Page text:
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well express. Yet it was a state of delightful sensation when all went on prosperously. In love there is no roon for any interloping intrusive desire, any craving after something novel to relieve the ennui of life. All is complete,-all is satisfaction, there is
No craving void left aching in the breast.
One object absorbs and fixes every thought and action; we live and move but to think and hope and desire the idol to whose worship we have devoted ourselves.
M-, for that was the name of my second mistress, received the congratulations of her acquaintance on her acceptation of a lover, and infidel indeed would he have been thought who credited that we were not the most faithful of enamoratos. But I found too soon that Mwas devoid of sensibility—she was without passion, and while I was the ardent lover that burned with an unquenchable flame, I found that its light fell upon an iceberg that was incapable of receiving or reflecting the warmth that love had thrown upon it. There are many constitutions in the world physically cold that would not be conjectured so from appearances. They marry and have families because others marry and have families around them, and jog through life as Prior says, "in a kind of- as it were." Now this coldness in M- first caused fear on my part that I was not really beloved. Le doubt nait led to an endeavour to clear up all. I found my mistress's love was strictly antarctical-it was as frigid as the ice at Melville Island, and I became chilled by her indifference, though I am convinced she loved me as well as she was capable of loving at all. Love in my view consisted in "mutual and partaken bliss." I never had an idea of an affection in which I could not confer as well as receive pleasure. Day by day attachment diminished, but its progressive retrocession effected no change in the conduct of M, and this more and more lessened my regard for her. We parted at last, on her side apparently, without the least regret
As though that we had never met;
while I felt alternately sorrow and satisfaction at my escape. Mwas the nymph of Pygmalion-the ivory statue of beauty, that felt nothing of the warmth it inspired. Peace to all such fair beings, who are best fitted for lovers like themselves, to live and die in the passiveness of congealed feeling and of unimpassioned existence. Of all earthly things, this neutrality between life and death, this foe to the energy of love's divinity, this "death of each day's life," is most repelling. The errors of passion admit of palliation; there is in them the seeds of all that is great and good. When duly regulated, they are a "rich compendium of bright essences; an extract of all that is valuable, good, and lovely in the universe." Without their incitement there can be nothing excellent-virtue itself is but the phosphoresence of stagnation.
Ŏne may have the misfortune of being in love by making a wrong estimate of the disposition of the object that first impresses us. We are exceedingly apt to interpret in our own favour every thing which tends to confirm our wishes. A glance of pure curiosity is construed into a token of tenderness, and a conversation that will admit of the kind construction of one sentence in support of our hopes, is treasured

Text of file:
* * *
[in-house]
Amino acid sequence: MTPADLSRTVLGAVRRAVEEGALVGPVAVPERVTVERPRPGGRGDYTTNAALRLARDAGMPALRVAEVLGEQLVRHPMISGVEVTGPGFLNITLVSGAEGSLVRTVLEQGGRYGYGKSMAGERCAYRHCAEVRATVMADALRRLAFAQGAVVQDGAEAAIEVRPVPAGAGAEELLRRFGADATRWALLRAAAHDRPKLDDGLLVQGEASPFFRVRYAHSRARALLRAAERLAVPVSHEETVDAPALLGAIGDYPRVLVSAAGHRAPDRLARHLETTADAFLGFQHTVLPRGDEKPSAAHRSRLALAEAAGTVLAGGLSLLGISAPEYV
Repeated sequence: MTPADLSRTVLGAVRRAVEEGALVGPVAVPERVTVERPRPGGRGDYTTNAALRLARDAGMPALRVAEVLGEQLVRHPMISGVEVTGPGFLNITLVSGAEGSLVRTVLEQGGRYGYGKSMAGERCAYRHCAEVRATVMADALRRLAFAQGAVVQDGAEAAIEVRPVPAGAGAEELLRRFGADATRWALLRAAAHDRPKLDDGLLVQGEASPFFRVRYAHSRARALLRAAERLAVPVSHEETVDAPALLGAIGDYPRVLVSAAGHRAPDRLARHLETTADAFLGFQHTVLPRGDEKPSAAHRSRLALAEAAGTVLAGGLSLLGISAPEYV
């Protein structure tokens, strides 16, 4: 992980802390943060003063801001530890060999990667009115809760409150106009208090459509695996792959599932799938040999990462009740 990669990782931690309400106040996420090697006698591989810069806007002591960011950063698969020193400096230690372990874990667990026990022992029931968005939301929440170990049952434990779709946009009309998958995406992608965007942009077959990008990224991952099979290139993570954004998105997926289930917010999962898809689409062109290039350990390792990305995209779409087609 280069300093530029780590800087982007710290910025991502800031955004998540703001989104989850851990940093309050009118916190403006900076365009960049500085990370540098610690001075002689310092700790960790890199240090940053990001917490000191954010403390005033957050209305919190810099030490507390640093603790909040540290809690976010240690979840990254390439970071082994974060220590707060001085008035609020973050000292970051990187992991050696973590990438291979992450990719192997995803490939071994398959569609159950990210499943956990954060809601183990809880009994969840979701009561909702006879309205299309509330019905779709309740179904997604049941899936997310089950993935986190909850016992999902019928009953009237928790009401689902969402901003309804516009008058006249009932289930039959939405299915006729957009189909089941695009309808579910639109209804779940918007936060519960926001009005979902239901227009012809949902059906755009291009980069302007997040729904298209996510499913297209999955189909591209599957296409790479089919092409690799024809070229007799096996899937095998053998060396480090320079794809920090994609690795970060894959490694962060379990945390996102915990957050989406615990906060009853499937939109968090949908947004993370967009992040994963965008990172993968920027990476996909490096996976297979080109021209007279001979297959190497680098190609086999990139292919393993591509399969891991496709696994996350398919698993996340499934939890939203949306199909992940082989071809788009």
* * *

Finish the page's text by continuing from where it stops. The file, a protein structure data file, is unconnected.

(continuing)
as indisputable evidence of the correctness of our views. This may be called being in love by presumption.' If a lady discover the mistake of any one in this regard, let him not hope she will be generous enough to undeceive him, she will infallibly run him deeper into the mire, and make his disembarrassment a matter of greater difficulty. I had the misfortune to suffer once in this way myself. The signs by which I judged, did not appear a moment doubtful, and I pushed matters pretty rapidly, till an eclaircissement on the lady's side was unavoidable. How was I surprised on her informing me that she had never dreamed of any thing beyond friendship, and that I was much mistaken if I thought that myself or any of my sex had made the slightest impression on her heart-a few weeks after, she clandestinely married her father's clerk.
But I will not tediously detail all my love-adventures until I was fixed for life with one who, if not perfect according to my early ideas of woman, afforded me more happiness, I am convinced, than a faultless being could have done; and will consider a little the state of being in love in its general character. Being in love, like being in debt, is to be in a state of apprehension. From the first developement in our hearts of that sensation which informs us that an object is not indifferent to us, to the moment of certainty, there is a perpetual irritation that makes what may be styled the fever of the passion, which, as medical men would say, takes a variety of character, from the slower kind of temperate climates, to the intense paroxysms of tropical ones. The high-spirited man, warm in constitution and full of ardour, will generally find love a tropical affection; while the lover of a thin, diluted blood will be scarcely sensible of the insidious advances of his disorder. I imagine that love among the Quakers must be of the latter kind, and that all must proceed by chronometer movements, or, at least, that the Quakers possess the art of keeping down the tokens of what they style' carnal impressions' in a way most edifying even for divines in some other sects. A Quaker in love seems to subdue all the exacerbations of this most ungovernable passion, by moving, regardless of heel and spur, in an easy, tranquil," cheek by jowl" pace. His eyes rarely turn upon the straight-laced object of his regard, unless under cover of the most inviolable stealth; he groans his love upon tip-toe in the tabernacle, having first planned it with a scale and compass right mathematically, and with all the squareness of his sect. Perhaps he only feels what is called physical love, which he has an uncommon power of regulating, and is a stranger to that arising from sentiment, passion, or vanity. However he contrives it, love with him seems a very different thing from what it is with the rest of the world. A Parson in love appears only to keep the philosophy of the thing in view, as an Irishman does the proceeds of the lady's fortune rather than the fair dame herself. With some, being in love is merely a matter of calculation and contract; with others, it is a register of sighs and melancholy, of romantic sentiments and impracticable expectations. Part of the anxieties of this important period in human existence arise out of the conventional forms of society. The state of nature knows nothing but physical love; the other genera have sprung from refinement. Accordingly the most whimsical things have prevailed in love-affairs, invented, perhaps, to season the approaches of the lover with variety. One man advances as certain that love expires